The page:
April 28, 2017 Environmental Conservation, Waste Written by Greentumble
How much time do you spend thinking about waste?

Probably not too much. But waste management experts have actually spent a lot of time thinking, developing and fine-tuning our waste management system to deliver greater resource efficiency. While different countries have different approaches to treating waste, there are some common principles that everyone respects.

In the European Union, there is a very well established waste hierarchy which is enshrined in legislation. The key principles underlying the EU waste hierarchy are also reflected in other regions.

One of the most important principles of sustainable waste management is to eliminate the word “waste.” Indeed, in our mind, waste should be considered as a secondary resource that if properly treated can help conserve our natural resources by limiting extraction.

Thinking of waste as a resource is critical given how much waste we are generating, and how much more waste it is estimated that we will be generating in the future: current global municipal waste generation levels are approximately 1.3 billion tonnes per year, and are expected to increase to approximately 2.2 billion tonnes per year by 2025. This represents a significant increase in per capita waste generation rates, from 1.2 to 1.42 kg per person per day [1].

The World Resources Forum highlights that global resource extraction grew more or less steadily over the past 25 years, from 40 billion tons in 1980 to 58 billion tons in 2005, representing an aggregated growth rate of 45 percent [2].

It is not just the depletion of our resources that puts our economies under strain and increases our dependency on imports. It is also about the increasing pollution that our waste is creating.

While we often talk about the negative impacts of litter or even landfills on the environment, we often forget that the brunt of the burden is borne by our marine environment.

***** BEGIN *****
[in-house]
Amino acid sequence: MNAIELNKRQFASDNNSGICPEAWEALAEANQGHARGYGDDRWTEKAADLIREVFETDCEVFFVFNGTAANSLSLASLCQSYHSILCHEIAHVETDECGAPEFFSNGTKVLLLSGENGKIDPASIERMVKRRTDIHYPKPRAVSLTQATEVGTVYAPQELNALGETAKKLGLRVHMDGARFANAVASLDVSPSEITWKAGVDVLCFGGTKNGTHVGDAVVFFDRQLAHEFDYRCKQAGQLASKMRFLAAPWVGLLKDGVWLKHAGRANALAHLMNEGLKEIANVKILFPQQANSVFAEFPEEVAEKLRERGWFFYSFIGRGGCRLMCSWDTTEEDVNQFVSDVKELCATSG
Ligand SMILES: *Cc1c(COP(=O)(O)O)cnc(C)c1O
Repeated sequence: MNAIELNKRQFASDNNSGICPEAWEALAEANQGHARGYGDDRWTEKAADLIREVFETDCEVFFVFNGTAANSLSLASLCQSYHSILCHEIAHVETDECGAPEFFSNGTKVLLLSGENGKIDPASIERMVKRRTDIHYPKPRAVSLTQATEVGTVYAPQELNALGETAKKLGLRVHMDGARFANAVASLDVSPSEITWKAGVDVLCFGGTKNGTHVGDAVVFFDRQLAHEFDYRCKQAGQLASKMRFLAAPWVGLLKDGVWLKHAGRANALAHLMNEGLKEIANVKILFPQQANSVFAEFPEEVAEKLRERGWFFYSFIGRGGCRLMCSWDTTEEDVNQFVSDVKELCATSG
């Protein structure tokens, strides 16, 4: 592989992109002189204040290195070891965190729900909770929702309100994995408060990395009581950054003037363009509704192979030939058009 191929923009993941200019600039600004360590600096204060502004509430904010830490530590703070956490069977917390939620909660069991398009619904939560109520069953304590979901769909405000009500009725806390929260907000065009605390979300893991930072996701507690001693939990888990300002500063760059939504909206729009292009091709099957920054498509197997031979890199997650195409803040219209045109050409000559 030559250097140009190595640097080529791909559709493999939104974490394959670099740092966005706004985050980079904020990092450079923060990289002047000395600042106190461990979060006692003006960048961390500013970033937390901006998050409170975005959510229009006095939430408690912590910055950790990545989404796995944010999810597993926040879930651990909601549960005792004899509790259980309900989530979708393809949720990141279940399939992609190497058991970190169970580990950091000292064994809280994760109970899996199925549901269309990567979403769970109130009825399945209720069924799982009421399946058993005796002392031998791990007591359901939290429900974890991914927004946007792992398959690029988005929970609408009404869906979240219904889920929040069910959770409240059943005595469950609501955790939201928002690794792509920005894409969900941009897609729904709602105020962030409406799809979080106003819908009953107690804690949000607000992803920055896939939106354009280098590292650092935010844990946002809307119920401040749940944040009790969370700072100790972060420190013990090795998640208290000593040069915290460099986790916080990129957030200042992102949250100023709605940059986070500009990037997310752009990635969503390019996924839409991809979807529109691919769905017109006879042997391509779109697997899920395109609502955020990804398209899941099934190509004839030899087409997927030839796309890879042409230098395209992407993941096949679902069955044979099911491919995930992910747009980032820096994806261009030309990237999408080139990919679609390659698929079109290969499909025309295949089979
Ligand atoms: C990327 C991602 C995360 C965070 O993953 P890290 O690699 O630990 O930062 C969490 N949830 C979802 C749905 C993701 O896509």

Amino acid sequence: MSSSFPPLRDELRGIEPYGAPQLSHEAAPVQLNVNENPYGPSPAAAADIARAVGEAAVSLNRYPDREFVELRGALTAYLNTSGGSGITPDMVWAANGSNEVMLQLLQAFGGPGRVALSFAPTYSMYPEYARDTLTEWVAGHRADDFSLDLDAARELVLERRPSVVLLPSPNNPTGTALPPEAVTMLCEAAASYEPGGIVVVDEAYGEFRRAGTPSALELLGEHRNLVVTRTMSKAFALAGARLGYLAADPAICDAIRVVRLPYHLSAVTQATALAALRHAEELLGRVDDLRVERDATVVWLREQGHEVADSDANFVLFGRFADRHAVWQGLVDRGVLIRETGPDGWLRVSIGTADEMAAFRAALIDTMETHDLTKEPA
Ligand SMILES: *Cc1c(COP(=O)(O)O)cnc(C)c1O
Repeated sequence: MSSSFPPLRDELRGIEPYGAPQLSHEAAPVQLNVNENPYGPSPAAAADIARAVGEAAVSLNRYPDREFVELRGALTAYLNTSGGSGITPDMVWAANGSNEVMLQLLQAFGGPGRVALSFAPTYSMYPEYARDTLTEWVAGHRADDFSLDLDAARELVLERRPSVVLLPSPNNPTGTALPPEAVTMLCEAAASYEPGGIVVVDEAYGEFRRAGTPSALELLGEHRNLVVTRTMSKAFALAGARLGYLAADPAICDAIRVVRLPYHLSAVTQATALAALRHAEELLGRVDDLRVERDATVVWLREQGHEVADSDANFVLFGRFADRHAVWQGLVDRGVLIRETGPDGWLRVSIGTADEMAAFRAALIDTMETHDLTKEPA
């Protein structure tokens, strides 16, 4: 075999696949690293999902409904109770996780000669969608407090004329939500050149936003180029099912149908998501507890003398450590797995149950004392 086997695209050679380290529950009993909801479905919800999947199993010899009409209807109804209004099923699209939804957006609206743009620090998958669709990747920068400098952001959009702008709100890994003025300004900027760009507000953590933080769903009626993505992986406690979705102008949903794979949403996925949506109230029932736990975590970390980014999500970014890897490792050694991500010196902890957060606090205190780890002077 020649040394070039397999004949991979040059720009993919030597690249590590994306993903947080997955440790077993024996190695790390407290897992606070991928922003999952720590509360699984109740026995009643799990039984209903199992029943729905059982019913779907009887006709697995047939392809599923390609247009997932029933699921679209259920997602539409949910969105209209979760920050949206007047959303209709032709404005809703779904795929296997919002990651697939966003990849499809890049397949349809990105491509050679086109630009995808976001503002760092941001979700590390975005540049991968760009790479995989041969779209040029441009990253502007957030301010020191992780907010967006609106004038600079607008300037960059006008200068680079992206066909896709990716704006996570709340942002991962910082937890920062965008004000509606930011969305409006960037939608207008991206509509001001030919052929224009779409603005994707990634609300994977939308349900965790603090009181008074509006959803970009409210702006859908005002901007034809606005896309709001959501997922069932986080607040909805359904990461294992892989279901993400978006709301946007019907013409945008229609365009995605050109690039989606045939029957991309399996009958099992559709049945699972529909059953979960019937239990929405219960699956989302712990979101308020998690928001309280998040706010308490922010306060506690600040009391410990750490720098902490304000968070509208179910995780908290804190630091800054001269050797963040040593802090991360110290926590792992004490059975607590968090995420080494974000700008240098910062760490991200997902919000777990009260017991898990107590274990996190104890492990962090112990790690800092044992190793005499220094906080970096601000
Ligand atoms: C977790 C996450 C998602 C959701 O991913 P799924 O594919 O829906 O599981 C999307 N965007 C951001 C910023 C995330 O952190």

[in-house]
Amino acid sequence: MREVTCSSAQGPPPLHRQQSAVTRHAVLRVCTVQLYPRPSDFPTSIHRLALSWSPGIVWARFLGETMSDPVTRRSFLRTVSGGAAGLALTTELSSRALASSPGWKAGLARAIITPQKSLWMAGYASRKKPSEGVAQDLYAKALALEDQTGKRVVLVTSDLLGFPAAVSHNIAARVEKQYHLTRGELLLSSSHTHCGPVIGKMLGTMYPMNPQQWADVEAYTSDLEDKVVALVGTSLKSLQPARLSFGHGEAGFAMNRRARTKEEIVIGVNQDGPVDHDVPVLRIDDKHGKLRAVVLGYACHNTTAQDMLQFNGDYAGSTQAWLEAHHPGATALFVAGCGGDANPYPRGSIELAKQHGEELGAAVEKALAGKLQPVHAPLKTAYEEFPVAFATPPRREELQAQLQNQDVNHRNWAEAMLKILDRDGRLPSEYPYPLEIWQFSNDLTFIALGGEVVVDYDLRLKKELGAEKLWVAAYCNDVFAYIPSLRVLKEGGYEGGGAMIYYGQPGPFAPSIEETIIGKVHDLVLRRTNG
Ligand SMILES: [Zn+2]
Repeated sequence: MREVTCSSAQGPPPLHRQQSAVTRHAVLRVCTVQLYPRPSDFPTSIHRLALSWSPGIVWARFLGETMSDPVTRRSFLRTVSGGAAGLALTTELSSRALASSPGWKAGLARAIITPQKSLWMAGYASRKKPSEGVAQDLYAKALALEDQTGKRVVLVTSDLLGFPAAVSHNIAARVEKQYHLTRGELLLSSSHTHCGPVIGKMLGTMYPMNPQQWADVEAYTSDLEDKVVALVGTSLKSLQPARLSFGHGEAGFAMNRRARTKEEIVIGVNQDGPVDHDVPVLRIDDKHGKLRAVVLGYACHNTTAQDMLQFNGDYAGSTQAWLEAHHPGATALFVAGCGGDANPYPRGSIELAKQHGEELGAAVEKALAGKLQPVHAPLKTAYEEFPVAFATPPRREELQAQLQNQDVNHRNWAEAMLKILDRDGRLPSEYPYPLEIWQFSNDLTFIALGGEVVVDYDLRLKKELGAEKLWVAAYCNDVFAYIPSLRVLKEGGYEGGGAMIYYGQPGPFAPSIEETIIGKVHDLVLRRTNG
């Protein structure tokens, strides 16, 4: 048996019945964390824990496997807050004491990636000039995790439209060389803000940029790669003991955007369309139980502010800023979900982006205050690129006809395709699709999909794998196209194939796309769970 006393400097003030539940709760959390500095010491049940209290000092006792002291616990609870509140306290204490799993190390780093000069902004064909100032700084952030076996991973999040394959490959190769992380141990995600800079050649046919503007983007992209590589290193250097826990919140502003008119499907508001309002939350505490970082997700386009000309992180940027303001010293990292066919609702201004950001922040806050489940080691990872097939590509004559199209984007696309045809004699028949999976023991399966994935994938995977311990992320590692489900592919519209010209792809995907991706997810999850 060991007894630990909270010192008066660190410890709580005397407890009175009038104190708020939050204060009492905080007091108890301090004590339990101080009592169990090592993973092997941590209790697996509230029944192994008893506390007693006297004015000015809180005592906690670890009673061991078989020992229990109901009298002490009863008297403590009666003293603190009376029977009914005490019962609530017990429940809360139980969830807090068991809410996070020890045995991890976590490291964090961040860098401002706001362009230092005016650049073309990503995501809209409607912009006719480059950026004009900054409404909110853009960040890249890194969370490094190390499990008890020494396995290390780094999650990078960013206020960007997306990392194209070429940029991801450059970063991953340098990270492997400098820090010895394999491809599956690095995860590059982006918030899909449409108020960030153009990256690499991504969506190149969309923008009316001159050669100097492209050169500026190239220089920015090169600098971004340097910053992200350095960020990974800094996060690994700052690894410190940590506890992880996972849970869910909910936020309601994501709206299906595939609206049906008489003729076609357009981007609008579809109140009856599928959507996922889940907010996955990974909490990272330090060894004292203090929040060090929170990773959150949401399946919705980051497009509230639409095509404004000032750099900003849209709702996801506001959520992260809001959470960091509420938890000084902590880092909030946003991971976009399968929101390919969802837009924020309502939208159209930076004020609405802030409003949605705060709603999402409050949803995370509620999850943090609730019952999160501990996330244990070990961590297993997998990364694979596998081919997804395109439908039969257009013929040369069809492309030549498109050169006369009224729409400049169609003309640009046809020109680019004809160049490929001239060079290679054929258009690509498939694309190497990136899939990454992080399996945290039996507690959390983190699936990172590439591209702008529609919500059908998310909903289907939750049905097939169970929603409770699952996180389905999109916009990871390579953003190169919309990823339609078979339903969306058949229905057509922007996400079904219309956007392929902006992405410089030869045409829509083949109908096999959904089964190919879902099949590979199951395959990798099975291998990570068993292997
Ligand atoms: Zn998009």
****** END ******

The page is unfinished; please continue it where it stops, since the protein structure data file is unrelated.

According to the Ellen McArthur Foundation, one refuse truck’s-worth of plastic is dumped into the sea every minute, and the situation is getting worse [3].

New plastics will consume 20 percent of all oil production within 35 years, and despite the growing demand, just five percent of plastics are recycled effectively, while 40 percent end up in landfills and one third in fragile ecosystems, such as the world’s oceans [3].

This is why tools and policies that encourage sustainable waste management are so critical.

More specifically, waste prevention and management both have a central role in enhancing resource efficiency and creating a circular economy that maximizes the use of scarce resources.

What are the basic principles of sustainable waste management?

The EU’s waste hierarchy favors prevention of waste, followed by reuse, recycling, recovery, with disposal of waste being the last resort [4].

Let’s have a closer look at what these mean:

1. Prevention of waste

Prevention occurs at the product design and manufacturing phase, but it also aims to encourage consumers keep products for longer time and re-use them [5].

This is a critical point as it strives to minimize waste before it is even generated by improving product design and packaging. Environmental NGOs across the globe believe this is a critical aspect of sustainable resource and waste management [6].

Promoting waste prevention by using targets or other means could for example help reduce overpackaging in supermarket goods, since household packaging waste makes up a substantial amount of overall household and municipal waste.

2. Preparing for re-use

This means different processes of checking, cleaning, repairing, refurbishing of whole items or spare parts that have become waste but are made in a way that they can be re-used [7].

You might be surprised about how much of the things we throw away as trash can be reused in some way without going through any further waste management processes.

According to recent estimates one third of all material arriving to recycling centers can still be re-used. For example, at least 25 percent of electronic waste still has significant re-use value [7]. A lot more can be done to take advantage of the potential of re-use.